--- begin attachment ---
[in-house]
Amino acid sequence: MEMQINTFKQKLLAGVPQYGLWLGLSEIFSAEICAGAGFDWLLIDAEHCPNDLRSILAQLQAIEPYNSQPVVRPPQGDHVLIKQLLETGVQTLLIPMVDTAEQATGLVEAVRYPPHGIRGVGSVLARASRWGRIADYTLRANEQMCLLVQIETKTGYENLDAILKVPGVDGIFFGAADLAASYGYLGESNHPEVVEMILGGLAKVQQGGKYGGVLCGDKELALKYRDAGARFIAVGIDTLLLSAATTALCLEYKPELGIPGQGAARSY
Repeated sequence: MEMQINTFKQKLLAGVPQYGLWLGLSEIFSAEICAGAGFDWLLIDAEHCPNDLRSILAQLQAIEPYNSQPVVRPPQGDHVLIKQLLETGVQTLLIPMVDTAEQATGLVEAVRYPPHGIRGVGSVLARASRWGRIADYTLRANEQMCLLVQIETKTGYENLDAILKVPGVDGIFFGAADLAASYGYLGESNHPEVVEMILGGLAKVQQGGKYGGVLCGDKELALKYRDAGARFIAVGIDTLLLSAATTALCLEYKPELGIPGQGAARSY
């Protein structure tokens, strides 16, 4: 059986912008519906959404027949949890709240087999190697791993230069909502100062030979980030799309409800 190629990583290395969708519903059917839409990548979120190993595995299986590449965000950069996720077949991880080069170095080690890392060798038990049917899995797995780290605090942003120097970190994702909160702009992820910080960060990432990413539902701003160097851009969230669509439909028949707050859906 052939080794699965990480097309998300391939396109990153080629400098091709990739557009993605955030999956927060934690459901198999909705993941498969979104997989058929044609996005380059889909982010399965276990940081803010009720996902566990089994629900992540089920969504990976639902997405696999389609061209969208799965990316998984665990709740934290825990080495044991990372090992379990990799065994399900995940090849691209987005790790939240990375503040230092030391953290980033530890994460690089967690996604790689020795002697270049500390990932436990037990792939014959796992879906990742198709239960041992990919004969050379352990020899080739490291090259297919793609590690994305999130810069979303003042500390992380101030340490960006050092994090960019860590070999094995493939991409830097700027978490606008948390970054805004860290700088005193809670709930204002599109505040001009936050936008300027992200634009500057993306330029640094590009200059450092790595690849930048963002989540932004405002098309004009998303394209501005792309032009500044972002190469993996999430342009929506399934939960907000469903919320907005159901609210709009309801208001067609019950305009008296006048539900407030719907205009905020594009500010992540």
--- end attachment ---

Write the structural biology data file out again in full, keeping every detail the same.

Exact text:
[in-house]
Amino acid sequence: MEMQINTFKQKLLAGVPQYGLWLGLSEIFSAEICAGAGFDWLLIDAEHCPNDLRSILAQLQAIEPYNSQPVVRPPQGDHVLIKQLLETGVQTLLIPMVDTAEQATGLVEAVRYPPHGIRGVGSVLARASRWGRIADYTLRANEQMCLLVQIETKTGYENLDAILKVPGVDGIFFGAADLAASYGYLGESNHPEVVEMILGGLAKVQQGGKYGGVLCGDKELALKYRDAGARFIAVGIDTLLLSAATTALCLEYKPELGIPGQGAARSY
Repeated sequence: MEMQINTFKQKLLAGVPQYGLWLGLSEIFSAEICAGAGFDWLLIDAEHCPNDLRSILAQLQAIEPYNSQPVVRPPQGDHVLIKQLLETGVQTLLIPMVDTAEQATGLVEAVRYPPHGIRGVGSVLARASRWGRIADYTLRANEQMCLLVQIETKTGYENLDAILKVPGVDGIFFGAADLAASYGYLGESNHPEVVEMILGGLAKVQQGGKYGGVLCGDKELALKYRDAGARFIAVGIDTLLLSAATTALCLEYKPELGIPGQGAARSY
């Protein structure tokens, strides 16, 4: 059986912008519906959404027949949890709240087999190697791993230069909502100062030979980030799309409800 190629990583290395969708519903059917839409990548979120190993595995299986590449965000950069996720077949991880080069170095080690890392060798038990049917899995797995780290605090942003120097970190994702909160702009992820910080960060990432990413539902701003160097851009969230669509439909028949707050859906 052939080794699965990480097309998300391939396109990153080629400098091709990739557009993605955030999956927060934690459901198999909705993941498969979104997989058929044609996005380059889909982010399965276990940081803010009720996902566990089994629900992540089920969504990976639902997405696999389609061209969208799965990316998984665990709740934290825990080495044991990372090992379990990799065994399900995940090849691209987005790790939240990375503040230092030391953290980033530890994460690089967690996604790689020795002697270049500390990932436990037990792939014959796992879906990742198709239960041992990919004969050379352990020899080739490291090259297919793609590690994305999130810069979303003042500390992380101030340490960006050092994090960019860590070999094995493939991409830097700027978490606008948390970054805004860290700088005193809670709930204002599109505040001009936050936008300027992200634009500057993306330029640094590009200059450092790595690849930048963002989540932004405002098309004009998303394209501005792309032009500044972002190469993996999430342009929506399934939960907000469903919320907005159901609210709009309801208001067609019950305009008296006048539900407030719907205009905020594009500010992540």